Crude prices fell more than 2 percent overnight as the end of three-day long oil worker strike in Kuwait promises to ramp up global output.
According to the Kuwait News Agency (KUNA), the workers ended their strike on Tuesday and will return to work on Wednesday morning.
The workers had been protesting planned cuts to wages and benefits.
The strike cut Kuwait’s oil production by more than half earlier this week, helping offset investor pessimism after an OPEC production freeze failed to materialize.
OPEC members along with representatives from Russia failed to agree on a production freeze deal after meeting in Doha last weekend.
Saudi Arabia, OPEC’s largest producer, said it would not agree to a freeze unless Iran also signed on to an agreement.
Iran has repeatedly said it will not participate in a production freeze as the country looks to regain market share now that Western sanctions have been lifted.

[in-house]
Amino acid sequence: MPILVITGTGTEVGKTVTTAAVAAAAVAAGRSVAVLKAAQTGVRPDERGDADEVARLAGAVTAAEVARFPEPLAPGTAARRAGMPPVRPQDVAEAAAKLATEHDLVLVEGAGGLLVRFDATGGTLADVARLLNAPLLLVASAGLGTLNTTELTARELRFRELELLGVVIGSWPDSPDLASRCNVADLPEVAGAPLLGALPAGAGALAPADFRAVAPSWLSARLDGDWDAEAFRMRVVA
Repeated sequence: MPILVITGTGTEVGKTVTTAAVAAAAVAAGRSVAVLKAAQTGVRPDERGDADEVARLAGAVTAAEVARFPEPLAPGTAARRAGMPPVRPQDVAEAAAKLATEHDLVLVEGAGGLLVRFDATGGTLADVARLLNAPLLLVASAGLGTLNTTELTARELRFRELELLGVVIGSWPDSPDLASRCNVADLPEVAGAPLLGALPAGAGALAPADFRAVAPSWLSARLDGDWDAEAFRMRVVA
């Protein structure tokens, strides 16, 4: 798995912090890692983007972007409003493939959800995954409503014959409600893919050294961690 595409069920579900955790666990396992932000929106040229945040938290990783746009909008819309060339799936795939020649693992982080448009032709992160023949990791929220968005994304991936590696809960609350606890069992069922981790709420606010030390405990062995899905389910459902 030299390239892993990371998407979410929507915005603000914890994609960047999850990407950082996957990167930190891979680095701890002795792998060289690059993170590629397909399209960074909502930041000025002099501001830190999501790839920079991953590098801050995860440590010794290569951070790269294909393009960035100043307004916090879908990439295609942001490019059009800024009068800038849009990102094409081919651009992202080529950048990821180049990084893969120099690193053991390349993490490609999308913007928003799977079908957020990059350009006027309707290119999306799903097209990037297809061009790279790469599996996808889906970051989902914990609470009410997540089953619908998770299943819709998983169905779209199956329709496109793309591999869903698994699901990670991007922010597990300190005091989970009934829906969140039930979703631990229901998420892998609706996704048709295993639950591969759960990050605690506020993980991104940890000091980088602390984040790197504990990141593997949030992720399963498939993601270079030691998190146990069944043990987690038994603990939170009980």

OPEC production continues to hover above the 30 million barrel per day mark, hitting 32.3 million bpd in March on surging Iranian output, according to Platts.
OPEC trimmed its 2016 global oil demand forecast by 50,000 bpd to 1.54 million bpd on expected weakness in Latin America.
Brent crude prices fell from $44.03 per barrel at the closing bell on Tuesday to a low $42.90 per barrel early Wednesday before climbing past the $43 per barrel mark before the opening bell.
Crude inventories posted a larger than expected increase of 3.1 million bpd last week and stood at 539.5 million barrels, according to data from the American Petroleum Institute seen by Retuers.